On the other hand, the head drop should also be accounted for when choosing the most suitable PAT configuration (Figure 12), as large μ q values lead to large head drops. Further, Δ H is more sensitive to the change in the rotational speed when the mean water demand is relatively small. For instance, when N changes from 850 to 1250 rpm, a variation larger than 60% occurs during the highest peak for Case 1, while smaller variations occur for Case 2 (<10%).
On 17 July 2008, upstream of the Servigliano WDN, a PRV provided a head drop Δ H P R V 17 m, which guaranteed a backpressure (BP) downstream of the PRV in the range 25–28 m throughout the day. Figure 13 illustrates the measured pressure upstream (green line) and downstream (yellow line) of the PRV. At a first sight, comparing with Figure 12, the head drop produced by the PRV is larger than the maximum value estimated for the PAT application related to Case 1 ( Δ H 1 < Δ H P R V ), while Case 2 often leads to larger drops ( Δ H 2 > Δ H P R V ).
However, in light of the above results and in view of a possible PAT installation, a suitable strategy should be selected, in terms of both: (i) PAT-PRV configuration; and (ii) PAT regulation. First, for the case at hand, a complete replacement of the existing PRV with the analyzed PAT seems to be difficult. This is due to the working conditions tested during the laboratory experiments, since the maximum pressure recorded upstream of the PAT was 3.5 b a r , i.e., smaller than that recorded upstream of the PRV. For the real-world application, a PRV–PAT integration is thus suggested, to allow the PRV to reduce the pressure coming from the reservoir, located upstream, and make the PAT work in almost optimal conditions.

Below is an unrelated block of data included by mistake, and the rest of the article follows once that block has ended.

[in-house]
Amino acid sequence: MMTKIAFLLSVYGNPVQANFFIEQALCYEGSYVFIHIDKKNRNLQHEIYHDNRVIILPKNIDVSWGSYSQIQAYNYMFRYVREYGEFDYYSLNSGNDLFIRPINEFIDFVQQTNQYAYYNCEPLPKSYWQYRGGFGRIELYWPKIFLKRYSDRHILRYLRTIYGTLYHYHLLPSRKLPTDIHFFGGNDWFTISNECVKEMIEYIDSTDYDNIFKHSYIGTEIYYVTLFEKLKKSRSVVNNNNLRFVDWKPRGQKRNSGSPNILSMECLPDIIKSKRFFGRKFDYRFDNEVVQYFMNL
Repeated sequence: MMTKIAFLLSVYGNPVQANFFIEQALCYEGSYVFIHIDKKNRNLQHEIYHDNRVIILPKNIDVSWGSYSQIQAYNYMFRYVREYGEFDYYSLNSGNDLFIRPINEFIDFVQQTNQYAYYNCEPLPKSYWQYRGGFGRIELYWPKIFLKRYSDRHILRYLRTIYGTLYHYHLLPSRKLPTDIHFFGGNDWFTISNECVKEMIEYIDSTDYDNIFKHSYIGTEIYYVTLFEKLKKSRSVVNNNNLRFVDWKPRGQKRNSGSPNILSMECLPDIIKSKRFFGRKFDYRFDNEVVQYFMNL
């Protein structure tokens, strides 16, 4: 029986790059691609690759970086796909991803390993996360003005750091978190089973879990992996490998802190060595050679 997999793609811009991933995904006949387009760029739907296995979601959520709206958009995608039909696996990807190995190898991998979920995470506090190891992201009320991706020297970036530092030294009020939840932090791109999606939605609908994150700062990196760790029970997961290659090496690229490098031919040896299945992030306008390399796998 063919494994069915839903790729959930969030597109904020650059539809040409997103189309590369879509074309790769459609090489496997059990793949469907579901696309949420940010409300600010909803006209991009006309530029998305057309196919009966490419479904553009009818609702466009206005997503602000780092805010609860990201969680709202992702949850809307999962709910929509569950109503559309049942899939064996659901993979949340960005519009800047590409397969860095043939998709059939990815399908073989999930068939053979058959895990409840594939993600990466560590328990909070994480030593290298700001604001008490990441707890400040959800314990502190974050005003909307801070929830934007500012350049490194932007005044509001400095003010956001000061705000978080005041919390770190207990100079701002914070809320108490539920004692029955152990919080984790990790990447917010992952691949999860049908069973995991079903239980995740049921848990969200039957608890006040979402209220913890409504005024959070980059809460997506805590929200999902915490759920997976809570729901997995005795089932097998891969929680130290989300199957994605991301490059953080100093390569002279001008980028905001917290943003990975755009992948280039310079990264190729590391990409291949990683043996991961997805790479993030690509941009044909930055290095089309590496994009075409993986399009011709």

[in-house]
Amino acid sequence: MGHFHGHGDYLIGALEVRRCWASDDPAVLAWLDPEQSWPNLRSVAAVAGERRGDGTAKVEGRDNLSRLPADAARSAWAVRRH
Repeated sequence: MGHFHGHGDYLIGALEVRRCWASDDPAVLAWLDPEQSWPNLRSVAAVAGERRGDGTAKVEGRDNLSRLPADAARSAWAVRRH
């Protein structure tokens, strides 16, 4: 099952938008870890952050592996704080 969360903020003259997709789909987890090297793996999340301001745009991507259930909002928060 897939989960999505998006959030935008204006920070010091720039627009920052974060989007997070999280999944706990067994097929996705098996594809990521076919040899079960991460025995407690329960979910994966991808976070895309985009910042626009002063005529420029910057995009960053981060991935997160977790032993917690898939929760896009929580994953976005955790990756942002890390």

Second, a further reasoning is required in terms of PAT system design and regulation [2]. Application of an HR approach would be suitable. A regulating valve, such as a PRV, in parallel with the PAT would provide a large dissipation during the nighttime, when the PAT is not working. During the daytime, when the power generation is important, a regulation valve in series with the PAT would dissipate part of the excess pressure to allow the PAT to properly operate. On the other hand, an ER approach would allow the user to exploit different PAT rotational speeds, with the aim to reach the best efficiency and make the PAT work around its BEP. Finally, a thorough analysis of the operating PAT conditions in the WDN and the combined use of PAT, regulating valves and inverter (HER-type approach) might lead to the optimal use of the PAT system [23].

4. Conclusions

According to the modern trend for a sustainable management of natural resources, the potential energy deriving from the excess of pressure available in several parts of the water supply networks should be recovered and exploited. However, the low values of available power and the large variations of flow rate and pressure drop, with the consequent need for an expensive power plant control system, hinder the diffusion of such practice for small residential areas. In this paper, a centrifugal pump available in a laboratory facility was tested in reverse conditions, with the aim to reproduce real-case conditions. Different hydrodynamic and mechanical forcing actions were tested, accordingly to users’ water demand. Relatively large flow rates ( Q > 8 L/s) were seen to provide relatively large energy dissipation ( Δ H > 13 m) and mechanical power ( P M > 400 W). Further, an increase of the rotational speed provides an increase of both Δ H and P M , with the former mainly changing at small flow rates ( Q < 6 L/s) and the latter mainly changing at large flow rates ( Q > 8 L/s).